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Daphne Maxwell Reid: from homecoming queen, to the set of ‘Fresh Prince’

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Daphne Maxwell Reid: from homecoming queen, to the set of ‘Fresh Prince’

Northwestern alumna Daphne Maxwell Reid. Reid was Northwestern’s first black homecoming queen, who went on to star as Aunt Viv in “The Fresh Prince of Bel-Air

Northwestern alumna Daphne Maxwell Reid. Reid was Northwestern’s first black homecoming queen, who went on to star as Aunt Viv in “The Fresh Prince of Bel-Air"

Photo courtesy of Lori DeWaal

Northwestern alumna Daphne Maxwell Reid. Reid was Northwestern’s first black homecoming queen, who went on to star as Aunt Viv in “The Fresh Prince of Bel-Air"

Photo courtesy of Lori DeWaal

Photo courtesy of Lori DeWaal

Northwestern alumna Daphne Maxwell Reid. Reid was Northwestern’s first black homecoming queen, who went on to star as Aunt Viv in “The Fresh Prince of Bel-Air"

Janea Wilson, Reporter

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“AND is in our DNA” might be Northwestern’s latest catchphrase to showcase the breadth of talent across its student body, but Daphne Maxwell Reid (Weinberg ’70) needed no catchphrase to make history both on campus and beyond. While people may recognize Reid from her iconic role as Aunt Vivian in “The Fresh Prince of Bel-Air,” they may not know she’s a dedicated photographer, seamstress and former model who was also NU’s first black Homecoming Queen. This interview has been edited for brevity and clarity.

The Daily: First things first. How did you land your role of Aunt Viv on “The Fresh Prince of Bel-Air?”

Reid: I had almost retired when I got “Fresh Prince.” I was asked in 1989 to audition for a show with a rapper, but I had just gotten through doing a bunch of back-to-back television series and my husband and I were planning to move to Virginia to breathe a little bit. I also couldn’t stand rap at the time so I said, “No thank you” and we moved to Virginia. That fall when I turned on the television and saw the show, I said “Oh boy, I missed a good one.” Three years later, they called again and asked if I would come and audition for it. I got the part.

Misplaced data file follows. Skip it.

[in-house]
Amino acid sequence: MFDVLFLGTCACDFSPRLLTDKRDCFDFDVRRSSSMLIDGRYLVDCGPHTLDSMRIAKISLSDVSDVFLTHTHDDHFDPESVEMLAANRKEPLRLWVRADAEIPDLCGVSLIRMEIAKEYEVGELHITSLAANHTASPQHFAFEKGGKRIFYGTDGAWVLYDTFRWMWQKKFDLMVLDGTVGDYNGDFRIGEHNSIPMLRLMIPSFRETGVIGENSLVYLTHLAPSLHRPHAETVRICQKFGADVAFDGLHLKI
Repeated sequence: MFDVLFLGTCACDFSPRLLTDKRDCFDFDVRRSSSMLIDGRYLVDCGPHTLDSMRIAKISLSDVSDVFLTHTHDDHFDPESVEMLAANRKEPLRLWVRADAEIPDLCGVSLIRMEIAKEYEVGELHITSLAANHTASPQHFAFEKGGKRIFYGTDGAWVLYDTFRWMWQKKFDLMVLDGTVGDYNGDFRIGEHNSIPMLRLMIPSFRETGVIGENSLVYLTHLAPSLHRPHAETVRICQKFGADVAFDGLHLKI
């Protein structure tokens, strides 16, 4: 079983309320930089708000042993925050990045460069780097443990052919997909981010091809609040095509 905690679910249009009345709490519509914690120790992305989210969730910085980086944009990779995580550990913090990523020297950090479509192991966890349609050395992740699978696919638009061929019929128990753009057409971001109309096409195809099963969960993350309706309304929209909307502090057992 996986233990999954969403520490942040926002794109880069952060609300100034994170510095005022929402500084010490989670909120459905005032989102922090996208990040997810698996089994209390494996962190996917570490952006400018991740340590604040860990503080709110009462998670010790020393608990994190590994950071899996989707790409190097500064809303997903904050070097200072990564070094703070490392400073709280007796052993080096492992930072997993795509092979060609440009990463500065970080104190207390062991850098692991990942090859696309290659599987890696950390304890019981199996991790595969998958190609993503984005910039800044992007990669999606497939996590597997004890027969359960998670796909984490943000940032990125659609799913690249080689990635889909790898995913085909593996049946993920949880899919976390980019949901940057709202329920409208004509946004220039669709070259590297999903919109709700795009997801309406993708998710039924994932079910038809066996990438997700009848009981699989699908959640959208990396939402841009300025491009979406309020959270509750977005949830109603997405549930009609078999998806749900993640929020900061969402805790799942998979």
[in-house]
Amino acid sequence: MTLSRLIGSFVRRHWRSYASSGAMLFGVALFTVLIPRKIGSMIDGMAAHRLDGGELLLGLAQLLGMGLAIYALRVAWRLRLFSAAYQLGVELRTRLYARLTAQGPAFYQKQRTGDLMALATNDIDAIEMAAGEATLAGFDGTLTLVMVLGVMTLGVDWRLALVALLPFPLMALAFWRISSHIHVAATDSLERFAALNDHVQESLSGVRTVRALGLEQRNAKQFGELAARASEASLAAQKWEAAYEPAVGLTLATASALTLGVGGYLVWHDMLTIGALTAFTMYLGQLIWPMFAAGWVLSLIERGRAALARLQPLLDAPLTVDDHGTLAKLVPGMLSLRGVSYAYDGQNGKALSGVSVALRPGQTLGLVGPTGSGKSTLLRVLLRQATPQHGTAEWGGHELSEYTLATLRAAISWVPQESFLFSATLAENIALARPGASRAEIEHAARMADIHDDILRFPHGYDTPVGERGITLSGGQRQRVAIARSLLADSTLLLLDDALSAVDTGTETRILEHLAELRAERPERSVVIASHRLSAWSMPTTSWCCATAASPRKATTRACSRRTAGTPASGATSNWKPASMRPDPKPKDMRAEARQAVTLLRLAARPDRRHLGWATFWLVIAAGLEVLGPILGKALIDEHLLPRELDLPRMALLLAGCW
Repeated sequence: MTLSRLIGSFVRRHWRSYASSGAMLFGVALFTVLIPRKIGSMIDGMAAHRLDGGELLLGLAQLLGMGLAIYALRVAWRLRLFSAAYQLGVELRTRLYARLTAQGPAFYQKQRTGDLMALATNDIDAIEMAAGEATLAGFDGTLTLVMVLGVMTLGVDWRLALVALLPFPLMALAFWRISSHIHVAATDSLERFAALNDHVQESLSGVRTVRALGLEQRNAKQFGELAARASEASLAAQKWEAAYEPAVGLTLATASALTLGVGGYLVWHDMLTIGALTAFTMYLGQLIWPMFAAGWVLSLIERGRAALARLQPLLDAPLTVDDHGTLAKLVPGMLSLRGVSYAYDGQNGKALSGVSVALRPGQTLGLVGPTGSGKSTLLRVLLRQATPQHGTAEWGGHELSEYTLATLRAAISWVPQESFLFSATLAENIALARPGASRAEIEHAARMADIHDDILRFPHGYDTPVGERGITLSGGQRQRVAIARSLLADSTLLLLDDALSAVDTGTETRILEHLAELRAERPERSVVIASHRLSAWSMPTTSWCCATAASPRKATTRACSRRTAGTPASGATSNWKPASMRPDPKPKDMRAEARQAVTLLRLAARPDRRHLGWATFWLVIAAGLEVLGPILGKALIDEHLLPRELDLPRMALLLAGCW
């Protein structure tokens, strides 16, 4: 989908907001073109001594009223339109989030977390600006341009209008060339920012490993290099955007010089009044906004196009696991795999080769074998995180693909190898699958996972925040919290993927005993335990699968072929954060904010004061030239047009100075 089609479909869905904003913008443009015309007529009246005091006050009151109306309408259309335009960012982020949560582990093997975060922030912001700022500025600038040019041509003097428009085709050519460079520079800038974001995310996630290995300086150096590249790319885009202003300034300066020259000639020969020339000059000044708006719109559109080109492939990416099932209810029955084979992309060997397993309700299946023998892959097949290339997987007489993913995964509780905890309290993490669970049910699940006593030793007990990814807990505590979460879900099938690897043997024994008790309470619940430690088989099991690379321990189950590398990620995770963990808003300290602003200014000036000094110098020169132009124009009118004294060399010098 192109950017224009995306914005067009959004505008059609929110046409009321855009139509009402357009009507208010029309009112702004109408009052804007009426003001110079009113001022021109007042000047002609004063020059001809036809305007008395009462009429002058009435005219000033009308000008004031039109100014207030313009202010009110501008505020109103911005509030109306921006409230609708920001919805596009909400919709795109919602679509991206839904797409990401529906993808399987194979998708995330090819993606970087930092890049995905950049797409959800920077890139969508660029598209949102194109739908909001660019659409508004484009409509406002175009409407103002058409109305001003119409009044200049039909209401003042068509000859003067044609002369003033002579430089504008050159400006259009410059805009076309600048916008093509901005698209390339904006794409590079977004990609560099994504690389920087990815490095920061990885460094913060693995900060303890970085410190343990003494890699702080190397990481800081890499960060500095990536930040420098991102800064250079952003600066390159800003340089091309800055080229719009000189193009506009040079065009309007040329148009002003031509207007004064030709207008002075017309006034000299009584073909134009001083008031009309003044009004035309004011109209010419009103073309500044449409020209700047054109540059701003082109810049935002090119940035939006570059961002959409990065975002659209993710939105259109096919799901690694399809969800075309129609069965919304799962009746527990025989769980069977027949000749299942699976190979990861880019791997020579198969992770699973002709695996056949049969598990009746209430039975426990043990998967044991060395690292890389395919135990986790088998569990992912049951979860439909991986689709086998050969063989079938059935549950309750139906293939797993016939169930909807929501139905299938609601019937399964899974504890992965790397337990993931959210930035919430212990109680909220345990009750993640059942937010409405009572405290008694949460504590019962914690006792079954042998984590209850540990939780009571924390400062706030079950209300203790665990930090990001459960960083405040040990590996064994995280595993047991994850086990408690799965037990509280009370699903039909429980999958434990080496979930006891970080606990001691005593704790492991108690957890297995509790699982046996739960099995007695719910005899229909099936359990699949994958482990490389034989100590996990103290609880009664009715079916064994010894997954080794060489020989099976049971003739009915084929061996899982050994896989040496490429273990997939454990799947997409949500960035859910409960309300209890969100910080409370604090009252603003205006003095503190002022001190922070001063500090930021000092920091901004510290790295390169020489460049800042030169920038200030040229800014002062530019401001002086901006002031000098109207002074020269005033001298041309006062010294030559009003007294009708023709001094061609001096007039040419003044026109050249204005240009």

The Daily: What was it like being NU’s first black Homecoming Queen?

Reid: They totally disrespected me, didn’t put me in the yearbook and sort of left me out there on my own to figure it out. It didn’t bother me because it didn’t have the value to me that it did to the sorority girls who didn’t get to be queen. I ascended because of their disrespect for me as a person and it turned out to be a good thing.

The Daily: You were the also first African-American woman on the cover of Glamour magazine. How did you get that opportunity?

Reid: It was a surprise. I had been modeling while I was in school. I was doing a lot of editorial work in New York shooting for McCall’s, Glamour, Seventeen magazine — lots of things. My mentor called me in one day, and she grabbed my hair and put it over to the side and said, “Put on some mascara, some lip gloss and a jacket and sit on the window.” So I sat on the window, and the man came and shot maybe a roll of film and said, “You can go back to school now.” Then I saw it on the newsstand and said, “Wow.” I had no idea I was shooting for the cover. I didn’t know I was the first black until they kept saying it.

The Daily: Aside from acting and modeling, you’re also a photographer, fashion designer and author. How do you balance all of it?

Reid: I get up in the morning and whatever is supposed to happen that day happens. My photography comes from my travels. I take pictures of doors all around the world. Once I take these pictures, I come back to my little nest and work on what I want to do with them. Sometimes it’s creating a book and sometimes it’s creating a calendar. When I came back from Venice this summer, I had a film project in August that took up a lot of time. In November, I had another film that I was shooting. I didn’t get to do photography and I didn’t get to do a lot of designing. But last week I got a call and they said, “I want a coat,” so today I’m sewing. That’s how it goes.

The Daily: In your latest acting gig in “Jacqueline and Jilly,” you play a mother whose daughter becomes addicted to opioids. What do you hope people take away from watching?

Reid: We would love for people to take away the fact that there is help available when one gets addicted. Owning up to the fact that you have lost control of a portion of your life is hard, but with family support, facing the truth of it and seeking help is not a bad thing. A lot of black families grow up with the admonition from their elders that you don’t talk about family business. That keeps a lot of people from seeking help, but we want people to know help is out there.

Email: janeawilson2022@u.northwestern.edu

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